Yemassee is a small Lowcountry town in Beaufort and Hampton counties in the U.S. state of South Carolina. The population was 1,027 at the 2010 census. Yemassee is also very near the borders of Colleton and Jasper counties and is often considered to be the geographical center or heart of the Lowcountry region. The town is divided by the county line between Beaufort and Hampton counties, which follows the roadbed of the CSX railroad. Most of the town’s population presently lies within Hampton County (as of 2006). As defined by the U.S. Census Bureau, the Beaufort County portion of Yemassee is included within the Hilton Head Island-Bluffton-Beaufort Metropolitan Statistical Area. Yemassee hosts one of the few commercial breeding facilities of non-human primates in the entire United States (Alpha Genesis, Inc.). Also, the Frank Lloyd Wright-designed Auldbrass Plantation house and outbuildings lie just outside the town limits of Yemassee.
The town takes its name from the Native American tribe of the same name, the Yemassee, which was the most important Indian ally of South Carolina until the Yemassee War of 1715. The first attack that began the Yemassee War occurred in the Yamasee town of Pocotaligo, today part of the town of Yemassee.
The site of the present town is surrounded by both Revolutionary and Civil War sites. The remains of Civil War field fortifications can be observed along U.S. 21 and 17A between Yemassee and Pocotaligo (that section of highway is now a part of Yemassee, as the town has now greatly expanded into Beaufort County [as of 2006]). As of 2006 there is a building boom underway in and around Yemassee. The rural aspect of Yemassee is now (as of 2006) beginning to disappear with the construction of large numbers of new homes and very large housing developments in the area.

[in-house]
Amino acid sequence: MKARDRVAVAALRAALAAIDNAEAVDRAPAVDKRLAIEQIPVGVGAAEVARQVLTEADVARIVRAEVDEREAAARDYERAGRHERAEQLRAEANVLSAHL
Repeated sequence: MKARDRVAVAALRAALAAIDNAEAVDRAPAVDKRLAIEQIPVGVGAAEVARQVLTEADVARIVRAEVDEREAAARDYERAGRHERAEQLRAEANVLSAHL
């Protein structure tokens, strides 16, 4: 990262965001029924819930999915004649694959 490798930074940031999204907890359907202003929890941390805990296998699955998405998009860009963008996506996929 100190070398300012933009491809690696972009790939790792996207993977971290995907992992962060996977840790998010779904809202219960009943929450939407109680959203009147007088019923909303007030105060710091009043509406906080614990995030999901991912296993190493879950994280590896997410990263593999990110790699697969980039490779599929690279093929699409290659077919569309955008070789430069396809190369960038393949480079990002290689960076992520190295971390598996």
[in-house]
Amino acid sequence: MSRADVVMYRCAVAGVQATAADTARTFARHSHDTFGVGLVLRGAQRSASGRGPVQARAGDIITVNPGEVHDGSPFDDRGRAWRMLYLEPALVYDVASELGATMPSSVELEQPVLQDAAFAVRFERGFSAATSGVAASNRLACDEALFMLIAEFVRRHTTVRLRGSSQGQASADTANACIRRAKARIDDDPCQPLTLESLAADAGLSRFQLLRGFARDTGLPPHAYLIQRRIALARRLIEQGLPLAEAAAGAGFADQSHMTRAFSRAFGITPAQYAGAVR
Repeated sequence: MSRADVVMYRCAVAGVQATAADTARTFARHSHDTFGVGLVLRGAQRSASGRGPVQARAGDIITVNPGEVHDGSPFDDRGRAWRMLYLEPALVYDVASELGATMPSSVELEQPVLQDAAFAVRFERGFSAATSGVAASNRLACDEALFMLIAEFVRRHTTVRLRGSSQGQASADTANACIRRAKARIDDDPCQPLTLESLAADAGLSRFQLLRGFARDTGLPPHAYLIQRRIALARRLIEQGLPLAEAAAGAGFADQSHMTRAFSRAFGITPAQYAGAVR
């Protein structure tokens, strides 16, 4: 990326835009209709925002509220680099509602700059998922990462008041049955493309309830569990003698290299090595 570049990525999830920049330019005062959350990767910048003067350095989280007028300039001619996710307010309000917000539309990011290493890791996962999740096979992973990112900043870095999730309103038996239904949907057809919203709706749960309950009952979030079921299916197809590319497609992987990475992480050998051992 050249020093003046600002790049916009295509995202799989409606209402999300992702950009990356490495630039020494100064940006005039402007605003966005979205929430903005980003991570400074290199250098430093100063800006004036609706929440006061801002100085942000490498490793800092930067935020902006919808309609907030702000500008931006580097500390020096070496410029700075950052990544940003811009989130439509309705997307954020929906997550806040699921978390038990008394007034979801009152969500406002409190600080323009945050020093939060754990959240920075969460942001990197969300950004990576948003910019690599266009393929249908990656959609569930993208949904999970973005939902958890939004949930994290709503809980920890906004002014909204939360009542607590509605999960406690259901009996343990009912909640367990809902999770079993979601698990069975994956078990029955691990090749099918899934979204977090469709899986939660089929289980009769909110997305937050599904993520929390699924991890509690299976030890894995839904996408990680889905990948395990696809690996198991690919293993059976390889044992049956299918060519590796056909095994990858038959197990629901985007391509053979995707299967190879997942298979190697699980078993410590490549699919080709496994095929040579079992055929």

William Gilmore Simms published a novel, The Yemassee: A Romance of Carolina, in the nineteenth century, and the University of South Carolina in Columbia publishes a literary journal named Yemassee.
The Yemassee Train Depot was the final stop for Marine Corps Inductees to Parris Island for much of the 19th and 20th century. – TV Documentary “Once A Marine” by William E Mahoney – SCETV
The Auldbrass Plantation was listed on the National Register of Historic Places in 1976.
Yemassee is accessible from three exits along Interstate 95 (exits 33, 38 and 42), which runs to the west of the town limits. Alternate U.S. Highway 17 and U.S. Highway 21 run through the town. S.C. Highway 68 connects Yemassee with other communities in Hampton County, including Varnville and Hampton.
The town is also home to an Amtrak station, which serves as the principal rail access point for the Lowcountry region.